Used as fish bait or exterminated as parasites from beehives, waxworms haven’t gotten a lot of love in the past. When they aren’t being bred as bait or pet food, the larvae of the wax moth hole up in bee colonies, where they munch on everything from bee cocoons to pollen to beeswax. They’re a pest, especially in Europe, and when Federica Bertocchini cleaned them out of her beehives, she wasn’t looking for a scientific breakthrough. However, when she left the worms in a plastic bag and returned an hour later, that’s exactly what she found.
Specifically, she found that the waxworms had chewed holes through the bag. As a developmental biologist, Bertocchini suspected that something amazing had happened, and began to investigate further. In a series of experiments, Bertocchini and entomologists from Cambridge put waxworms on polyethylene plastic. Like the beeswax the worms usually ingest, plastic is a polymer and both have a similar carbon structure. Overnight, they were able to destroy 92 milligrams of the bag. Given that rate, 100 waxworms would be able to break down an average-sized plastic bag, or about 5.5 grams, in one month.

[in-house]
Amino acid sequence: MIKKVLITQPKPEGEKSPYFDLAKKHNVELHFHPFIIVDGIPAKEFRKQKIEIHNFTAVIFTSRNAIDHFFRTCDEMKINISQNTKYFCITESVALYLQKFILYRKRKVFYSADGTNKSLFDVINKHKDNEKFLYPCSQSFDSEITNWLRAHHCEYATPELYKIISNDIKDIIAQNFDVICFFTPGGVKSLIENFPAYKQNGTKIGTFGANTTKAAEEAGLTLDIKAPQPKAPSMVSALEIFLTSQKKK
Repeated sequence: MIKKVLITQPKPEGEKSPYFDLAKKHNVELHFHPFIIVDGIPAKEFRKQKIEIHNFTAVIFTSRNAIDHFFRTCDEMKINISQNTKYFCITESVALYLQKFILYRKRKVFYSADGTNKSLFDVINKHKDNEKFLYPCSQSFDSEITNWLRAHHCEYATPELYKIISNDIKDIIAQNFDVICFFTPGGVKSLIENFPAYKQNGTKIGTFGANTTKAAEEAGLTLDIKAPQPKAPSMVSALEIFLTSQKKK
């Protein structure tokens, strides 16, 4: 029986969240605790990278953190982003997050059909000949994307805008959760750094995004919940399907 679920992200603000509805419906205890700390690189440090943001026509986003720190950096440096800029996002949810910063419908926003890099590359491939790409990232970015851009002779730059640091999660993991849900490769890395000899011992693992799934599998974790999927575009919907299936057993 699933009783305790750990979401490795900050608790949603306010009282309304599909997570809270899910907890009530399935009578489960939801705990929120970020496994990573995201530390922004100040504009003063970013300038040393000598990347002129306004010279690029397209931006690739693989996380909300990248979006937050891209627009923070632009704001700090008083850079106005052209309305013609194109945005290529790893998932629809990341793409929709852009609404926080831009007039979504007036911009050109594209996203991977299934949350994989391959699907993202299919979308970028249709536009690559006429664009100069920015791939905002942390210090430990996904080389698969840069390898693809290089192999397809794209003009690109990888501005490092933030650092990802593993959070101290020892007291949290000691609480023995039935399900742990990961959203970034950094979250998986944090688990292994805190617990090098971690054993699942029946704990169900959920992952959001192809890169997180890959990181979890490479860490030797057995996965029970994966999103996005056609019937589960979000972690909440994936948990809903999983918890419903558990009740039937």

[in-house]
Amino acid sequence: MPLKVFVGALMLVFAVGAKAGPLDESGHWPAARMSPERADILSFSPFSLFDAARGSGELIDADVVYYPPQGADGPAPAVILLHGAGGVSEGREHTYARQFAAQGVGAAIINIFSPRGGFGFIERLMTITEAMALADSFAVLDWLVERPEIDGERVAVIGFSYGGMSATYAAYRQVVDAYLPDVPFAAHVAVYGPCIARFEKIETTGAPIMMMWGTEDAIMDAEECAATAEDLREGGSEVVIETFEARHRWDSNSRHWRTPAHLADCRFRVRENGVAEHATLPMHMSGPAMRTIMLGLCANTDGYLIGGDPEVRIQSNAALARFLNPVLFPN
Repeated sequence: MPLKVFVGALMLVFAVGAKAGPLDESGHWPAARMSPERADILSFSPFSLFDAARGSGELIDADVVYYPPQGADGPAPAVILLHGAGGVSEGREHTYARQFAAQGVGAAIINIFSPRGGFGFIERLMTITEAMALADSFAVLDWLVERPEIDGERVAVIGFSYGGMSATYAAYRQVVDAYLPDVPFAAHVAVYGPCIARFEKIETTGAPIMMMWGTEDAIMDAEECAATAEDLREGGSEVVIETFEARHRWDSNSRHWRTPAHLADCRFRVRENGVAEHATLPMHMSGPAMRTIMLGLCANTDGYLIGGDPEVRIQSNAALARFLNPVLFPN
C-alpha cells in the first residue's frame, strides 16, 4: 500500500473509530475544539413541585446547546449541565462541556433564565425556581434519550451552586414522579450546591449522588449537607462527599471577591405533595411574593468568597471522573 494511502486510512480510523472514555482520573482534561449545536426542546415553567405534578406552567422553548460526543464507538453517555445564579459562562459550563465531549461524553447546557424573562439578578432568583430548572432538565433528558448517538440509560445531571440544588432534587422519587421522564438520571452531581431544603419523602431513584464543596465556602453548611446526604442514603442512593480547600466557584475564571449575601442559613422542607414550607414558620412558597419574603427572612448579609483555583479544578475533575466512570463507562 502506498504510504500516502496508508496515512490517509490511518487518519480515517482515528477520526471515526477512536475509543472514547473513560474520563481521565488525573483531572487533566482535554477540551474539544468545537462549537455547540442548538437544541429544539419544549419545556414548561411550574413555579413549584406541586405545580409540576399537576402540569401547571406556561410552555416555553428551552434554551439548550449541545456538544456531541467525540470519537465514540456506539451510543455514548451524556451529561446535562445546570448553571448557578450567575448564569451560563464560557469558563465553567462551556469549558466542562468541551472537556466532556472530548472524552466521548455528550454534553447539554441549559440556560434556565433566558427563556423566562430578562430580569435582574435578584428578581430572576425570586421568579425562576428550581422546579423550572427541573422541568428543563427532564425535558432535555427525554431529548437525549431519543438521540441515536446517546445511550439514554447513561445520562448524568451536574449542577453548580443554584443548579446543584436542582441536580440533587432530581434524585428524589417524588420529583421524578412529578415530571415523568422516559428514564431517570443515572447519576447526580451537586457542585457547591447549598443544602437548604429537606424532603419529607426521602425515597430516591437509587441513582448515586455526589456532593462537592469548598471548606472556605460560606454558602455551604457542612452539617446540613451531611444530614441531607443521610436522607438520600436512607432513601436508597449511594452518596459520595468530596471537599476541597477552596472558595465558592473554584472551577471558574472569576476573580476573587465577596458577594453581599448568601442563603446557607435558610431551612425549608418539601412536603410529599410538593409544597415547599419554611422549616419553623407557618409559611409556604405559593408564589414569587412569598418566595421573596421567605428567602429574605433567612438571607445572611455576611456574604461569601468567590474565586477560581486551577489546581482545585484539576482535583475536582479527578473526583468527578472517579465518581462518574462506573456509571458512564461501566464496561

One concern the scientists had was that the worms might not actually be destroying or eating the bag, but just chewing it down into tiny pieces that the human eye can’t see. If this was the case, the plastic waste wouldn’t truly be reduced; just smaller. To answer this question, scientists squished some of the worms into a paste, and rubbed it on the plastic bags. The enzymes in their bodies undamaged, the wormy paste was indeed able to still create holes!
This is a huge discovery that could provide a way to reduce plastic pollution. Every year, a single person is responsible for tossing out more than 200 plastic bags, which can take between 100-400 years to disappear from the environment. On a global scale, humans produce 300 million tons of plastic, which kill ocean and land wildlife like seabirds. On land, a single bag can kill one animal every three months. Since animals can’t break down the bag in their digestive system, the plastic will continue causing deaths for as long as it exists in the environment. Bags also disrupt the flow of waterways and affect the nutrient level in soil.
While more and more states and countries are working to ban the use of plastic bags, the ones we’ve thrown out in the past aren’t going anywhere, and only 1% of plastic bags end up being recycled. Now, with waxworms, maybe we have a chance to reduce pollution. Scientists are hoping to pinpoint the exact enzyme that causes the breakdown. The dream is to inject these genes into other organisms, like bacteria or phytoplankton, and use them to reduce plastic pollution.
It will probably be a long time before we see plastic-chomping bacteria however, since there are very strict rules about releasing organisms that have been genetically-modified. For now, we could breed waxworms specifically for plastics, though further tests are needed to find out if the worms will stop munching plastic at some point, or just keep eating bags for as long as they are there.